By Hilkka Hyrkko, IFRC
Welcoming people from other places and handling migration is not new to Montenegro. This small state with about 620,000 inhabitants received 156,950 people during the conflicts that followed the collapse of former Yugoslavia.
Decades on, new arrivals continue to come from Cuba, Algeria, Morocco, Yemen and many other countries. The Red Cross of Montenegro has been supporting those families who arrived in the 90s and those who arrive today. This summer saw an increase in the number of migrants coming to the country – since May, almost 400 people have arrived.
They are a mixture of people – some are trying to make it to other countries further north or west in Europe, others have secured refugee status, some are asylum seekers who have had their applications turned down in other countries and have been returned to Montenegro. But what everyone has in common is that they need support to cope, adjust or settle in.
Until August, asylum seekers were sent to one reception centre. Since then, other accommodation has been provided but they’re now all running at capacity.
Working with authorities
“We are working closely with authorities like the border police, asylum office and bureau for refugees and asylum seekers to identify what people need and how we can help which can everything from psychological support to clothes,” explained Red Cross information officer Milica Kovacevic.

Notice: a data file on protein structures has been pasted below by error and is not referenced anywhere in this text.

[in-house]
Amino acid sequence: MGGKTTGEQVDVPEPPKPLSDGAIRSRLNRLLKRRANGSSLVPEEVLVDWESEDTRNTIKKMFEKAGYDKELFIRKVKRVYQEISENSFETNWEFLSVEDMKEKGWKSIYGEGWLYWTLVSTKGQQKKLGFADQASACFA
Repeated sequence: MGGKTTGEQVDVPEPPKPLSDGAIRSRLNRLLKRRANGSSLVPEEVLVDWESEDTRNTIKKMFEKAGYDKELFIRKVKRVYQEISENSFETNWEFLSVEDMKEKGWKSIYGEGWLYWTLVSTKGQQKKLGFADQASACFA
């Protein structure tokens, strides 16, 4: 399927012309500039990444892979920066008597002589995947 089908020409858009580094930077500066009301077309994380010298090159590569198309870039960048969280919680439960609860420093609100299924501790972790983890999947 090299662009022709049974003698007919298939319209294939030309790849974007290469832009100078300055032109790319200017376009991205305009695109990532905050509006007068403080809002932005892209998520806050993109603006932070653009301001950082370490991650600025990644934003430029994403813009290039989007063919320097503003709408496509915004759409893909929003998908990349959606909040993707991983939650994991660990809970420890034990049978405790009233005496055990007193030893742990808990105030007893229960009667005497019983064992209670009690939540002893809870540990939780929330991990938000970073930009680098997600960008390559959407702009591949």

Tatiana Bokareva from Belarus has been granted refugee status and can begin rebuilding her life in safety. She and her ten-year-old son Rostislav left Belarus’s capital Minsk, late last year.
“I participated in a peaceful demonstration a couple of years ago and after that I faced persecution,” she explained from her flat in the small coastal town of Bar.
She began to fear for her own future and that of her son. They arrived in Montenegro in December after a week-long journey. The pair spent seven months in the reception centre and this August, they were granted refugee status and found a flat.
The Red Cross of Montenegro, together with UNHCR, is providing them with furniture, kitchenware and other basic supplies. The family is doing well – Rostislav has already mastered the local language, is a keen pupil and was recently awarded a certificate for his running skills by his school. And as soon as Tatiana’s paperwork is rubber-stamped, she will be allowed to work.
Waiting on an application
Niurka from Cuba has been living in Montenegro for more than a year as, awaiting the outcome of her asylum application. Her son Jonathan recently enrolled in the third grade of a local school where the Red Cross was able to provide him with books and school supplies.
“I am very happy with life in Montenegro and I hope our application is successful, this is a very lovely country,” said Niurka. “I’m happy Jonathan has started school – he was a very good student back home and he brought his notebooks with him. Unfortunately, we couldn’t stay there anymore.”
Jonathan has made friends at school who are helping him settle in. “My friends at school are great and my favourite subject is mathematics,” he said. “I have difficulties with language but I will learn with my friends.”
The Red Cross of Montenegro is also providing support for asylum seekers who have lost contact with their families on the journey, as well as running first aid trainings and workshops to prevent people from becoming victims of trafficking.